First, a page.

It is only when he is told by the Stork and his older son, the Mongoose, that he has to take the blame for the hit-and-run incident that we start to see him shed his meek and smiling personality and the white tiger emerging from within. Although Balram is later informed that he doesn’t have to take the fall as no one has reported the child’s death, he has already become disillusioned enough that he has started to steal from his masters with impunity. That anger and frustration eventually manifest in calculated violence and lead Balram through a twisted path to liberation.
The White Tiger Ending: Why Does Balram Kill Ashok?
As mentioned above, the relationship between the three main characters is the driving force behind the film. After the hilarious and venal Chief Minister (Swaroop Sampat) threatens the Stork, the latter decides to send his sons to Delhi to fund her opponents. Ashok and Pinky are left there with Balram to visit the central government’s top ministers and bureaucrats with a red leather bag full of cash. The wide-eyed innocent Balram is quickly charmed by the seemingly kind and considerate treatment from Ashok and Pinky. He expected unrelenting servitude and wasn’t prepared for this hint of compassion.
The landlords of the Heartlands were rigorously portrayed, both as heroes and villains, in the Bollywood soap-operatic films between the 1970s and 1990s. In ‘The White Tiger,’ Bahrani portrays the Stork and the Mongoose with an amount of impotent menace that only knows how to strip the people below them of basic dignity and aspiration. Although Ashok, whom Balram refers to as the Lamb, is not that vile or petty, he is entrapped in his own sense of privilege. Even Pinky, for all her impoverished background and American upbringing, can’t begin to comprehend the level of poverty that Balram hails from.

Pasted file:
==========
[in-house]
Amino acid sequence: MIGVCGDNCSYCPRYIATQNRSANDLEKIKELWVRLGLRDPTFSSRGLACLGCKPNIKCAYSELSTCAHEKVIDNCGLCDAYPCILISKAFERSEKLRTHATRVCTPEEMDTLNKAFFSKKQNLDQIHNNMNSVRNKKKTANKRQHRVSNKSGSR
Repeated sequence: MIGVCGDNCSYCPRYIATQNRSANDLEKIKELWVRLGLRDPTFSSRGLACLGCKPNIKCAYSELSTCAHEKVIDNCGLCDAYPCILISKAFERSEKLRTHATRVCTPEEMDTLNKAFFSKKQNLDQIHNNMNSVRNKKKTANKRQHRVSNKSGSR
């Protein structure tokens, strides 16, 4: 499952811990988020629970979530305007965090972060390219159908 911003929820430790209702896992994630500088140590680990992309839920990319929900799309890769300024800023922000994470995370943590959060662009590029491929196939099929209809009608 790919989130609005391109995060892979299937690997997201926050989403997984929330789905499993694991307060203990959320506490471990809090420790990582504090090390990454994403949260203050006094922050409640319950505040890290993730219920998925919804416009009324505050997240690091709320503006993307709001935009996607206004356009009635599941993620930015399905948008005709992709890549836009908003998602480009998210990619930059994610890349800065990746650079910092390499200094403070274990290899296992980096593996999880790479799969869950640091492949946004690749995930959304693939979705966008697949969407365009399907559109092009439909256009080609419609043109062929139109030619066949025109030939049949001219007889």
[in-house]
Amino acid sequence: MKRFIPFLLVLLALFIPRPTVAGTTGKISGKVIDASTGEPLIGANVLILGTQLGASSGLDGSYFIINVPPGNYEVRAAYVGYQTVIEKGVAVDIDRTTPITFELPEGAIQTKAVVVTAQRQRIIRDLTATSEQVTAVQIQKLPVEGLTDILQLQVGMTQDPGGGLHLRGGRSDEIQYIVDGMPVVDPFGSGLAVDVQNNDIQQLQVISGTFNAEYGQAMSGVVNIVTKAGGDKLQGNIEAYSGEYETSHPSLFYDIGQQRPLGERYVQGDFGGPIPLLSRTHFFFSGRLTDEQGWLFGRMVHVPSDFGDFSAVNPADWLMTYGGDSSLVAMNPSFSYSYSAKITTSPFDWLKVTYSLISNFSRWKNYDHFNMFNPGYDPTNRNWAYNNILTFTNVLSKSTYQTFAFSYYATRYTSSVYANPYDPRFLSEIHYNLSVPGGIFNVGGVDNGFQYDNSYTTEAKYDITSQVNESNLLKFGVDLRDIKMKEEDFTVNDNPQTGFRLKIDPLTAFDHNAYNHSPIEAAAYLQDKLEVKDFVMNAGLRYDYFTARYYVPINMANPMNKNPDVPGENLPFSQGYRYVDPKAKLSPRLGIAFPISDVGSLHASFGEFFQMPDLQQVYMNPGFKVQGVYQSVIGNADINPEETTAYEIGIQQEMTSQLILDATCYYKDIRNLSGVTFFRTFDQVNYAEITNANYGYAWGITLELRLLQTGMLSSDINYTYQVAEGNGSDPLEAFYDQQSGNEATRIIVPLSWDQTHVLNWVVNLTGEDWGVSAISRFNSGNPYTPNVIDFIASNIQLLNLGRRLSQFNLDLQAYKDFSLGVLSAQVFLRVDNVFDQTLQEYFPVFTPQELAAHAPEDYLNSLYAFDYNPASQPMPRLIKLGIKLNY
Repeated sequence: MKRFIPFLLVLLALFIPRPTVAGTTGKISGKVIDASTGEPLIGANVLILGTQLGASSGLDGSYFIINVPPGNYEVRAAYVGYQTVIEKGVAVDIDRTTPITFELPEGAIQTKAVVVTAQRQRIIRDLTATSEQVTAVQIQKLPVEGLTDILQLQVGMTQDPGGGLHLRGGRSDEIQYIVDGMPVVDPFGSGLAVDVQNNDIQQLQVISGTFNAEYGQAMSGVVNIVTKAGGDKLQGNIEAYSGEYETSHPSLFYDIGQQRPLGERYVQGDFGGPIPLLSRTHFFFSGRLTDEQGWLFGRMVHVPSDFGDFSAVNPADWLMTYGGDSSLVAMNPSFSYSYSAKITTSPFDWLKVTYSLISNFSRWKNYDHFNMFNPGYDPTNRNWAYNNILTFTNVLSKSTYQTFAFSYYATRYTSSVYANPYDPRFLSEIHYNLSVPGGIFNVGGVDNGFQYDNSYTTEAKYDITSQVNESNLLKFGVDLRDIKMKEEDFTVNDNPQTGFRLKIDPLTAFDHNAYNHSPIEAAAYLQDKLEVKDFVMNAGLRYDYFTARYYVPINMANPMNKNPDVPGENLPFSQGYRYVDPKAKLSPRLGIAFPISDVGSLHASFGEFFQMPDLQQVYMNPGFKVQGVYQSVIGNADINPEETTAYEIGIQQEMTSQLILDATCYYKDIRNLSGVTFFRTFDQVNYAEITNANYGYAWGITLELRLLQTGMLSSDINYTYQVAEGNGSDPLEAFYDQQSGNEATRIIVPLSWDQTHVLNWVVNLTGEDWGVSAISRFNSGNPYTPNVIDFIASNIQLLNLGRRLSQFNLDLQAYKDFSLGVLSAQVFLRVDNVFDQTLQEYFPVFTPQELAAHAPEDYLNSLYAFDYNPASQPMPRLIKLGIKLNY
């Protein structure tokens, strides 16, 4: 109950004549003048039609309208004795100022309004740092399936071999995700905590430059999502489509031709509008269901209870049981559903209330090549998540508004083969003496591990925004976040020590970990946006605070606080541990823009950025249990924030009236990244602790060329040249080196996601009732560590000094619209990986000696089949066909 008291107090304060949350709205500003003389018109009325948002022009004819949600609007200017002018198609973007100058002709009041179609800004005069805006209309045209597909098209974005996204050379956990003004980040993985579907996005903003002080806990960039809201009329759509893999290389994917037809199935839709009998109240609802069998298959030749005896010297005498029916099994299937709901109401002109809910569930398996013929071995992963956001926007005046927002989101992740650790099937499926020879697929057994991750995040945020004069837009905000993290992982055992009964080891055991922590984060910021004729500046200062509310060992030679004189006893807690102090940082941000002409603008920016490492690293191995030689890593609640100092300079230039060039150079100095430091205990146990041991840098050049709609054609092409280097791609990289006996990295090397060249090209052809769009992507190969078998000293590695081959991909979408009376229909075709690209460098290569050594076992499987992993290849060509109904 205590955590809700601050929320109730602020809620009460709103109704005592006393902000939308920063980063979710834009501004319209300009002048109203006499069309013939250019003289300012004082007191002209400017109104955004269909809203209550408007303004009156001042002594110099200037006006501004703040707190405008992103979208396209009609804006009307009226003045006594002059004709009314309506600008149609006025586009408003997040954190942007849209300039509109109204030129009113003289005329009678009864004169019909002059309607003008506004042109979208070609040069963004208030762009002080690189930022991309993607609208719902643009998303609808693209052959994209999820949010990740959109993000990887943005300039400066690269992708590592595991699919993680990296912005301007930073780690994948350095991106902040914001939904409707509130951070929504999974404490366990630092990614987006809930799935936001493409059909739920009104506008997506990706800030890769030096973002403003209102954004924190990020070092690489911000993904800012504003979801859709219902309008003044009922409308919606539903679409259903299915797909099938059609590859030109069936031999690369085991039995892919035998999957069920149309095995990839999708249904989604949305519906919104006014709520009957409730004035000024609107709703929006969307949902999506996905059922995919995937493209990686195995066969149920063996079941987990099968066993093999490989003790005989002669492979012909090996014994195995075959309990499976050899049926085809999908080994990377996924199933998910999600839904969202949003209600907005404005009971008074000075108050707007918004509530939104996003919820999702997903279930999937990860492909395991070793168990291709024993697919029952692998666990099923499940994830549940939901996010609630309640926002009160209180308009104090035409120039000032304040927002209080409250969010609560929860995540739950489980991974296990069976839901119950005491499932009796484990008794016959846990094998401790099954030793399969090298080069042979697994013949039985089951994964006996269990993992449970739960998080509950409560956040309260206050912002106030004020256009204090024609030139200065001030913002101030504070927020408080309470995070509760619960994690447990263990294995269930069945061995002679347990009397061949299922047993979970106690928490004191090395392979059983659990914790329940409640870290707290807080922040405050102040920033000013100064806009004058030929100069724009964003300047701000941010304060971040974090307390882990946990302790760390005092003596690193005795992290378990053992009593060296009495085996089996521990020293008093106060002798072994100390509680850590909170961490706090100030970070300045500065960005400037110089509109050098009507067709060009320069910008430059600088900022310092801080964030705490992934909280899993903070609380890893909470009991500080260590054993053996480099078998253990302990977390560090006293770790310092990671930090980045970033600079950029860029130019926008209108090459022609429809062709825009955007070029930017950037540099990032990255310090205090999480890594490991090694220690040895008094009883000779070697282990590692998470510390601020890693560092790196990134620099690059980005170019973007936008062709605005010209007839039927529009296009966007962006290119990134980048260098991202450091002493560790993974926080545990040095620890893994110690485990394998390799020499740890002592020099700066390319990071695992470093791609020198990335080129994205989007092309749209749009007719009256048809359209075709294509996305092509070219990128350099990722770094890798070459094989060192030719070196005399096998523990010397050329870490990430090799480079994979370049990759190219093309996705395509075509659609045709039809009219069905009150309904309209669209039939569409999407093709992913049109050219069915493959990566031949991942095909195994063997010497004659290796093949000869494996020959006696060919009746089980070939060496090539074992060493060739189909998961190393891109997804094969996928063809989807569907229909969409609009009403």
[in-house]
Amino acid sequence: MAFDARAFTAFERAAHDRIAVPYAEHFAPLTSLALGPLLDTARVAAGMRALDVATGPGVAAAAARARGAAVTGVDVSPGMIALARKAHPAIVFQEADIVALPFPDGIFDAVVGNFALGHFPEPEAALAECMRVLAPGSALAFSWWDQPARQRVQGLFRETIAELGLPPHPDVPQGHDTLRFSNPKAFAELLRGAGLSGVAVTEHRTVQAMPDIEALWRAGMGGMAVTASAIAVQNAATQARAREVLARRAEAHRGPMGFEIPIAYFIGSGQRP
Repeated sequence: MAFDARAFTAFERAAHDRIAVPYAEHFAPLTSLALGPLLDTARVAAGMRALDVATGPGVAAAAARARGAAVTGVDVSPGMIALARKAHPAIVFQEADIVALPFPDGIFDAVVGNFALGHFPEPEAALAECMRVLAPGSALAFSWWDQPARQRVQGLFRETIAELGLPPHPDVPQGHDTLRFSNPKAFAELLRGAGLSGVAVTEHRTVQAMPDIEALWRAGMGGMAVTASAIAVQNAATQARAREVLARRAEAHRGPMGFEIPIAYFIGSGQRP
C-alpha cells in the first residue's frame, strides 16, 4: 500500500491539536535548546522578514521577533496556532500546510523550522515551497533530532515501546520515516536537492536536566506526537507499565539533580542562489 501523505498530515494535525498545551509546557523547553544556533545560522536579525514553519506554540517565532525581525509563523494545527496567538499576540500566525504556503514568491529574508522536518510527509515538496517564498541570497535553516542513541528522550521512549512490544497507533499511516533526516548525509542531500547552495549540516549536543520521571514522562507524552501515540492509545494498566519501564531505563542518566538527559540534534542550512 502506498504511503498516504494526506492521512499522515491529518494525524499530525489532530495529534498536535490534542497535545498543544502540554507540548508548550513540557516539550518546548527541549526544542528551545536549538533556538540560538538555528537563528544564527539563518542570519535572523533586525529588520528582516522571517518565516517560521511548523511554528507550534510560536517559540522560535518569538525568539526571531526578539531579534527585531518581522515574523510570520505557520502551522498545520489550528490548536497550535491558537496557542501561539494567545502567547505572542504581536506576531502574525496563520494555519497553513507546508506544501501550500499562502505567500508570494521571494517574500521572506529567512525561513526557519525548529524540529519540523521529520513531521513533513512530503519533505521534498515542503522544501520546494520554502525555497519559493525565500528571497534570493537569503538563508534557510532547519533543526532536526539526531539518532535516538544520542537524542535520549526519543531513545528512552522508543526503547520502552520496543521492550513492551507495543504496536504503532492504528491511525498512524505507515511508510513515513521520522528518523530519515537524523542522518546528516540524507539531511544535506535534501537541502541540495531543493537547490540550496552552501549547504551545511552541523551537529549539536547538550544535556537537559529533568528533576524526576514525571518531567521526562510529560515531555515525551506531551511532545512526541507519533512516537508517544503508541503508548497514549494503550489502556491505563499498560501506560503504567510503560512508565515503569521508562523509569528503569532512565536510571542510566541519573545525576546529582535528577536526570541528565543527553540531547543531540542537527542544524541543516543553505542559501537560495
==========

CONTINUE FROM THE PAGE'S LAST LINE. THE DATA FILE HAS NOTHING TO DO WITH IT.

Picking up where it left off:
From the moment the inspector came to his school and singled him out, Balram has harbored a deeply rooted desire for greatness. He was the only student picked to go to Delhi, giving him the belief that he is destiny’s child, the one who is fated to break the mold of his rigid society and find success. Even when his education is snatched away by the actions of his grandmother, he never loses that dream and eventually convinces her to fund his driving lessons with the only thing that really matters to her: the prospect of a steady supply of money.
Not long after Balram arrives in Delhi, he learns about Bangalore, the city which will be his next destination. He is imbued with an innovative and brilliant entrepreneurial spirit. But he doesn’t understand its full potential until he is freed from the last remnants of responsibility towards his master. He serves Ashok and Pinky diligently and takes their abuse with a smile. When he is ordered to take the blame for the hit-and-run incident, the servant mentality has become so ingrained in him that he can’t protest or even bargain for a better deal. Indeed, he is trapped in a chicken’s coop: “They can see and smell the blood; they know they are next, and yet they don’t rebel.”
From that profound hopelessness, a sense of self-worth begins to take root inside of Balram. When he is told that he doesn’t have to accept responsibility for the accident any longer, he is relieved, but the ardent devotion that was previously present in him is now gone. He now fully intends to take advantage of his master. After Pinky leaves Ashok, and the latter begins to wallow in self-pity, Balram starts doing the questionable things that he would have reproved earlier. He gives Ashok false invoices for car repairs while pocketing the money himself and steals petrol from the car to sell it to other drivers.